lamber

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English[edit]

Etymology[edit]

lamb +‎ -er

Noun[edit]

lamber ‎(plural lambers)

  1. A farm worker who supervises the birth of lambs.
    • 1855, William Lewis Rham, ‎William Raynbird, ‎Hugh Raynbird, The Dictionary of the Farm (page 354)
      The ewes should now be moved as near home as convenience will permit, in order that they may be under the immediate observation of the lamber.
    • 2008, Horatio Clare, Running for the Hills (page 130)
      The lambers sometimes brought their friends and acquaintances to see the view and relax in what must have seemed a bohemian atmosphere.

Galician[edit]

Etymology[edit]

From Latin lambere, present active infinitive of lambō(lick, lap).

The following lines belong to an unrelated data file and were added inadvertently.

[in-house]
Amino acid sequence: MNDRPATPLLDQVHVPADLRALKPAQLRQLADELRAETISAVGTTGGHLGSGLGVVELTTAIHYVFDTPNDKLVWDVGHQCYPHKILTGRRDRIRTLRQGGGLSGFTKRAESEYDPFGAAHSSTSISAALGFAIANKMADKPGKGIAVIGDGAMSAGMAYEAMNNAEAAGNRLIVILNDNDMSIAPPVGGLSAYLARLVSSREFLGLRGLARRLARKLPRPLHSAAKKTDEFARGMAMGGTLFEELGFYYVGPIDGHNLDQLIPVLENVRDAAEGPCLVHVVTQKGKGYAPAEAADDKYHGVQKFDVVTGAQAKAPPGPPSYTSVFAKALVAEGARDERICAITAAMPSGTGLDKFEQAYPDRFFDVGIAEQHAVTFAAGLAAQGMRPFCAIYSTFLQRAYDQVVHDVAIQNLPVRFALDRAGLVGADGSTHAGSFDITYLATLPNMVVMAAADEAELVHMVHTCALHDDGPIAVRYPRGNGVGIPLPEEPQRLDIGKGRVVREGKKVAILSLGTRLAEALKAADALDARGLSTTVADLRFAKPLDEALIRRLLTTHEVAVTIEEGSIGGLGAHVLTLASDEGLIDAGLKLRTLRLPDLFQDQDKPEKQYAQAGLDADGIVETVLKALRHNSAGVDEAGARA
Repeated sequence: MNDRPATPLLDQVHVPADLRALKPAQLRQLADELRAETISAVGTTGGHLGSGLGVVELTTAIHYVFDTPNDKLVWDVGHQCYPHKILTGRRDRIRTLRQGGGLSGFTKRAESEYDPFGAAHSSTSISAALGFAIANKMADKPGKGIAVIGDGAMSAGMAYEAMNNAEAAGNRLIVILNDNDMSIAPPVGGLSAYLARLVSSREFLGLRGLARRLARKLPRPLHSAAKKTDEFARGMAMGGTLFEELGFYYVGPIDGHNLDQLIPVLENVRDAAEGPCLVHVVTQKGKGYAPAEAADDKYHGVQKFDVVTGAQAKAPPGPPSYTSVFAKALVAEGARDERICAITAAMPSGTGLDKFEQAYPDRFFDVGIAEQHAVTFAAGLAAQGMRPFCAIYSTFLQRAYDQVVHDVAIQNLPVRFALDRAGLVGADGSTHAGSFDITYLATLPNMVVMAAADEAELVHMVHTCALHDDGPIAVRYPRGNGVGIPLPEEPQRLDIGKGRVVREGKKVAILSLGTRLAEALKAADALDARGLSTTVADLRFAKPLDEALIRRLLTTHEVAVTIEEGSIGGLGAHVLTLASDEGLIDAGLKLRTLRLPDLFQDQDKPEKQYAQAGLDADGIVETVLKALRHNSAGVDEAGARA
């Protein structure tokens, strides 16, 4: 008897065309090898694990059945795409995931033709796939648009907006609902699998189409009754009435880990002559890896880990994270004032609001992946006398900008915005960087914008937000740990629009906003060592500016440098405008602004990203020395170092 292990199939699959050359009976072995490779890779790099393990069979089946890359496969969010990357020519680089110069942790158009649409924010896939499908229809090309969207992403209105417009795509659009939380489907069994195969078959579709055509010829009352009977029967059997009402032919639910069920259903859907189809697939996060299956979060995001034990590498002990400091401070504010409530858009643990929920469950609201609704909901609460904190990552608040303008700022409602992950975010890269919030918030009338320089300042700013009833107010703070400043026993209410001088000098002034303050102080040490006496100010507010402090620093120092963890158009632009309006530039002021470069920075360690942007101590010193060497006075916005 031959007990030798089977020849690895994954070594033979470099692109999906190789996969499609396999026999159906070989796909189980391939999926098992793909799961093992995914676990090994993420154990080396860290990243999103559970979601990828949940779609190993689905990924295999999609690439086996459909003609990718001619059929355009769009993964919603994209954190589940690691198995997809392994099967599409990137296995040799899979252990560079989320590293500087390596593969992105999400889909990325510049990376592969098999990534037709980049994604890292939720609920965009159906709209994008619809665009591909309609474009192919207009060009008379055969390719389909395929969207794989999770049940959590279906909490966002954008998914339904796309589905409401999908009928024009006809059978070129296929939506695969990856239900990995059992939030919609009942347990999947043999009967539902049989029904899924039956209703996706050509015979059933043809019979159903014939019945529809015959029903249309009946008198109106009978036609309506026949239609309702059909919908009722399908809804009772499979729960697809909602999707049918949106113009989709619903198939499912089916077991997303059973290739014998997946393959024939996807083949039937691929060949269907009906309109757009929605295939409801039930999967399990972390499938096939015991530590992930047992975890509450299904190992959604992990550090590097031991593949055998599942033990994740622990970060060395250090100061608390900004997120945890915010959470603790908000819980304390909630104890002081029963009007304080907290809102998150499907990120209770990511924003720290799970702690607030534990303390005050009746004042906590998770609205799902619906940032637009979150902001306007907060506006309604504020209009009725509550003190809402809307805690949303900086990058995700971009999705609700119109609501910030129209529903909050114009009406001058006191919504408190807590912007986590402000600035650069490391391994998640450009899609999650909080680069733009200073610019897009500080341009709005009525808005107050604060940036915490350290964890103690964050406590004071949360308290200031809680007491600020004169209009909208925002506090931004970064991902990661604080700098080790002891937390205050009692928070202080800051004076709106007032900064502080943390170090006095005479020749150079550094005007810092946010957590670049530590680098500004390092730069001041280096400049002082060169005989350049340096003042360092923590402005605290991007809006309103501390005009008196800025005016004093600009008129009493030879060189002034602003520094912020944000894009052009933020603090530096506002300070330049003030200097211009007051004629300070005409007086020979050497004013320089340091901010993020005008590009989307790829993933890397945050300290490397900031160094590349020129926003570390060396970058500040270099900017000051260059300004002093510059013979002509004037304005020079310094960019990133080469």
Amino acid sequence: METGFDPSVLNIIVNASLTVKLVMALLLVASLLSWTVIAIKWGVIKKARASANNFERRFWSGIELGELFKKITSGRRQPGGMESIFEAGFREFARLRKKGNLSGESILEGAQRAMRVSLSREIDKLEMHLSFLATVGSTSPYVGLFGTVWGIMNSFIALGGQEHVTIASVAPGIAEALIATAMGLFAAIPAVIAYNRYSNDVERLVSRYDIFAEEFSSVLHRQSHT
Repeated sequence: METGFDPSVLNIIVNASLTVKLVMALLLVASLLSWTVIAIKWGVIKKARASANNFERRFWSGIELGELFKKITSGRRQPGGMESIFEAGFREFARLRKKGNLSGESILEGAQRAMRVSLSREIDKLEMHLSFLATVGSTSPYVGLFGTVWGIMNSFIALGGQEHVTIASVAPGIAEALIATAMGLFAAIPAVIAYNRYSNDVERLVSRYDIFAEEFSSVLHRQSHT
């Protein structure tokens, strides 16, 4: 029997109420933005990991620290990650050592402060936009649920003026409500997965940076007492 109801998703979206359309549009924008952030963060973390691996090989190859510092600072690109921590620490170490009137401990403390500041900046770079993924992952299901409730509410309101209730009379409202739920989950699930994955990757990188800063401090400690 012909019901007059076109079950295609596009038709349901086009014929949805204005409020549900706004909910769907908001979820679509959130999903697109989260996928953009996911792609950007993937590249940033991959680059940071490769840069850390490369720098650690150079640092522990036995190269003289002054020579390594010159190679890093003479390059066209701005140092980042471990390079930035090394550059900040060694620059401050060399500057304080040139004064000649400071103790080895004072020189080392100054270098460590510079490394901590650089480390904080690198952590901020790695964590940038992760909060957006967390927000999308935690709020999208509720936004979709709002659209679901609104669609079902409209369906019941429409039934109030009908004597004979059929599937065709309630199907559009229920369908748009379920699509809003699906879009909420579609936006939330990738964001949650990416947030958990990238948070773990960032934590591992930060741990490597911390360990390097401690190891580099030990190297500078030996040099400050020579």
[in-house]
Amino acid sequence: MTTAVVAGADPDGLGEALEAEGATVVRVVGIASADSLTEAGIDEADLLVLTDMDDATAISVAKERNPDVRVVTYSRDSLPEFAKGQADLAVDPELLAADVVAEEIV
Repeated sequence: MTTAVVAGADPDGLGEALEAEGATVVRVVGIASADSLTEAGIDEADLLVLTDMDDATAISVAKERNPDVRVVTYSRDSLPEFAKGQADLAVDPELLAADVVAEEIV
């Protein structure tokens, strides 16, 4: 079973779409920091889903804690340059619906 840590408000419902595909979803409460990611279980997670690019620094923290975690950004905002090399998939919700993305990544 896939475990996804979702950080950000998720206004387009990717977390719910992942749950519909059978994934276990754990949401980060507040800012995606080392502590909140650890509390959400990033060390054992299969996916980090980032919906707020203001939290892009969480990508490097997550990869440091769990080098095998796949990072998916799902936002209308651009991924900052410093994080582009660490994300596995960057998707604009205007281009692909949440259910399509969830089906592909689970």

Verb[edit]

lamber ‎(first-person singular present lambo, first-person singular preterite lambín, past participle lambido)

  1. to lick
  2. first-person and third-person singular future subjunctive of lamber
  3. first-person and third-person singular personal infinitive of lamber

Conjugation[edit]


Ladino[edit]

Etymology[edit]

From Latin lambō, lambere.

Verb[edit]

lamber ‎(Latin spelling, Hebrew spelling לאמביר)

  1. to lick

Portuguese[edit]

Etymology[edit]

From Latin lambere, present active infinitive of lambō(lick, lap).

Verb[edit]

lamber ‎(first-person singular present indicative lambo, past participle lambido)

  1. to lick

Conjugation[edit]


Spanish[edit]

Etymology[edit]

From Latin lambere, present active infinitive of lambō(lick, lap).

Verb[edit]

lamber ‎(first-person singular present lambo, first-person singular preterite lambí, past participle lambido)

  1. to lick

Conjugation[edit]

Synonyms[edit]